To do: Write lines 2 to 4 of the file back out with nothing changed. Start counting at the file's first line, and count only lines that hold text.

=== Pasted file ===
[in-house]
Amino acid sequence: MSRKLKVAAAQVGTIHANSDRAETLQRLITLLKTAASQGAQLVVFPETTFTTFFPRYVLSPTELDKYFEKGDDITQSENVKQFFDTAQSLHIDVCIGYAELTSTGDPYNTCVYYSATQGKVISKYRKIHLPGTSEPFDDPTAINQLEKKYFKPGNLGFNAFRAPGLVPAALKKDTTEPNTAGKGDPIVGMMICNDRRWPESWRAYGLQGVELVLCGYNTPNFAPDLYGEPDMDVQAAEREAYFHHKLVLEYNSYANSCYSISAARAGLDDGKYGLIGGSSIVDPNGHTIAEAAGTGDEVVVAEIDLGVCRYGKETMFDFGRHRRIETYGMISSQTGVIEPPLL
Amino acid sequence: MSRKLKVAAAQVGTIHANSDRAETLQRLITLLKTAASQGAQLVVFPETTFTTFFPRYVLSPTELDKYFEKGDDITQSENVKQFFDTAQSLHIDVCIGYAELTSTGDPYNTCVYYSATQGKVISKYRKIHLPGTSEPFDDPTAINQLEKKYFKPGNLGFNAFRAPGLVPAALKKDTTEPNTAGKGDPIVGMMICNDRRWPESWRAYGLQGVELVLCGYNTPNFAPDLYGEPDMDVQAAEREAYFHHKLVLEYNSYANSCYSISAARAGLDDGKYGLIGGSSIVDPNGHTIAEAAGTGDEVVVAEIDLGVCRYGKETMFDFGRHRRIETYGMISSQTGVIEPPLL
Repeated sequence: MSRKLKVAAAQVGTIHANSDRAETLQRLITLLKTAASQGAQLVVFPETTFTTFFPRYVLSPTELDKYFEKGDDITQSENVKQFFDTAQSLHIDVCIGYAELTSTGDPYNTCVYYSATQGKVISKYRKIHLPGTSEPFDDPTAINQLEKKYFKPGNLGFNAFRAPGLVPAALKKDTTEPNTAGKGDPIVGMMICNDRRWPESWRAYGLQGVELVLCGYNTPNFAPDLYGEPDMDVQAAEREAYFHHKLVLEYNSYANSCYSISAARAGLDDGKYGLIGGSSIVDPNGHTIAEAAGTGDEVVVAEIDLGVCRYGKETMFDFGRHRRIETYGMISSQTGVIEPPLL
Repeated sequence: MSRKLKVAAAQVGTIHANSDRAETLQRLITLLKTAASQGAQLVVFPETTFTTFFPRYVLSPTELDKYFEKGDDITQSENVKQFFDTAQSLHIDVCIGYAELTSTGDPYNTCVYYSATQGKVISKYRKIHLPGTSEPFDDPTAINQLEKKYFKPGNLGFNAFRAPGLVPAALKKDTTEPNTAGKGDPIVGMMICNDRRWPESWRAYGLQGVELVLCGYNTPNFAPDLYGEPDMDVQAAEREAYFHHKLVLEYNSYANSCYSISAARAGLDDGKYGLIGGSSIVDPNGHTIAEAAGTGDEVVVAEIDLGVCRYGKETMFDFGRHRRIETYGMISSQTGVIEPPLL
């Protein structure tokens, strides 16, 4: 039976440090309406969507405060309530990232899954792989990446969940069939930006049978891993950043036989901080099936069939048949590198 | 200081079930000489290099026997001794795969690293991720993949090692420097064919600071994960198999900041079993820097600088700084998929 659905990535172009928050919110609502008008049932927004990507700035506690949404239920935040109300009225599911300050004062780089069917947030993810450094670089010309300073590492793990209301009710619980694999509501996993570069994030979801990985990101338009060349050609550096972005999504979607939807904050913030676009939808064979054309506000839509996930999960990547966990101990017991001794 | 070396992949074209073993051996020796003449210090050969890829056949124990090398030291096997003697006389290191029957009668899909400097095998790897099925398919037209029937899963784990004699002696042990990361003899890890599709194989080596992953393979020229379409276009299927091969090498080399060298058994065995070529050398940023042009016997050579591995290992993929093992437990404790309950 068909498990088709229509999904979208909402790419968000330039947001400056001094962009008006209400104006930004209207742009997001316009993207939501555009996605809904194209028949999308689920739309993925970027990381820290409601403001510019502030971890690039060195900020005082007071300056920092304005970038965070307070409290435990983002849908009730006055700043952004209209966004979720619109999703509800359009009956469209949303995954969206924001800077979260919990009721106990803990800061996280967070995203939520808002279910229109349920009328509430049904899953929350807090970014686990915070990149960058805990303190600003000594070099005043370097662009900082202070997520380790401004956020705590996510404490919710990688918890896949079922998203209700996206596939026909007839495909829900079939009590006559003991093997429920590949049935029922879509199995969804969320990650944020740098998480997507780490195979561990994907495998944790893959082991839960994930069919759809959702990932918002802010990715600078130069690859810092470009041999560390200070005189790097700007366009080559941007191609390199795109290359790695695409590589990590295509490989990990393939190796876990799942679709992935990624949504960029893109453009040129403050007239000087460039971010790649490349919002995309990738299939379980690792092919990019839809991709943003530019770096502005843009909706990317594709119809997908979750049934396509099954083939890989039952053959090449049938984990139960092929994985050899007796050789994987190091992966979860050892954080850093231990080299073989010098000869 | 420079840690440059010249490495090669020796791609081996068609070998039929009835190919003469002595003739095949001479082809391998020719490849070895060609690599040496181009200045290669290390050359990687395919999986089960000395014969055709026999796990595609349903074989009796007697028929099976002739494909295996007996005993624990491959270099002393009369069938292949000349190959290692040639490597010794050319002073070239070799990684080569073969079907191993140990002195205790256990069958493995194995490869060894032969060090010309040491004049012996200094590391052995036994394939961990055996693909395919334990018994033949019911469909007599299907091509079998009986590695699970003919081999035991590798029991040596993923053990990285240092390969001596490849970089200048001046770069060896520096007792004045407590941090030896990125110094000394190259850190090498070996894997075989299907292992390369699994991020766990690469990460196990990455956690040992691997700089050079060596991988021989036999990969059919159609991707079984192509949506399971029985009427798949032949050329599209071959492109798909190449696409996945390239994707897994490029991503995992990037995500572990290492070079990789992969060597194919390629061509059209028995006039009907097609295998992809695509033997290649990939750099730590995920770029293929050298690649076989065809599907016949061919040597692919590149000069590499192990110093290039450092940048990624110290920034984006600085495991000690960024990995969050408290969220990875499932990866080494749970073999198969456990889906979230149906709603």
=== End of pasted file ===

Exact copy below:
Amino acid sequence: MSRKLKVAAAQVGTIHANSDRAETLQRLITLLKTAASQGAQLVVFPETTFTTFFPRYVLSPTELDKYFEKGDDITQSENVKQFFDTAQSLHIDVCIGYAELTSTGDPYNTCVYYSATQGKVISKYRKIHLPGTSEPFDDPTAINQLEKKYFKPGNLGFNAFRAPGLVPAALKKDTTEPNTAGKGDPIVGMMICNDRRWPESWRAYGLQGVELVLCGYNTPNFAPDLYGEPDMDVQAAEREAYFHHKLVLEYNSYANSCYSISAARAGLDDGKYGLIGGSSIVDPNGHTIAEAAGTGDEVVVAEIDLGVCRYGKETMFDFGRHRRIETYGMISSQTGVIEPPLL
Amino acid sequence: MSRKLKVAAAQVGTIHANSDRAETLQRLITLLKTAASQGAQLVVFPETTFTTFFPRYVLSPTELDKYFEKGDDITQSENVKQFFDTAQSLHIDVCIGYAELTSTGDPYNTCVYYSATQGKVISKYRKIHLPGTSEPFDDPTAINQLEKKYFKPGNLGFNAFRAPGLVPAALKKDTTEPNTAGKGDPIVGMMICNDRRWPESWRAYGLQGVELVLCGYNTPNFAPDLYGEPDMDVQAAEREAYFHHKLVLEYNSYANSCYSISAARAGLDDGKYGLIGGSSIVDPNGHTIAEAAGTGDEVVVAEIDLGVCRYGKETMFDFGRHRRIETYGMISSQTGVIEPPLL
Repeated sequence: MSRKLKVAAAQVGTIHANSDRAETLQRLITLLKTAASQGAQLVVFPETTFTTFFPRYVLSPTELDKYFEKGDDITQSENVKQFFDTAQSLHIDVCIGYAELTSTGDPYNTCVYYSATQGKVISKYRKIHLPGTSEPFDDPTAINQLEKKYFKPGNLGFNAFRAPGLVPAALKKDTTEPNTAGKGDPIVGMMICNDRRWPESWRAYGLQGVELVLCGYNTPNFAPDLYGEPDMDVQAAEREAYFHHKLVLEYNSYANSCYSISAARAGLDDGKYGLIGGSSIVDPNGHTIAEAAGTGDEVVVAEIDLGVCRYGKETMFDFGRHRRIETYGMISSQTGVIEPPLL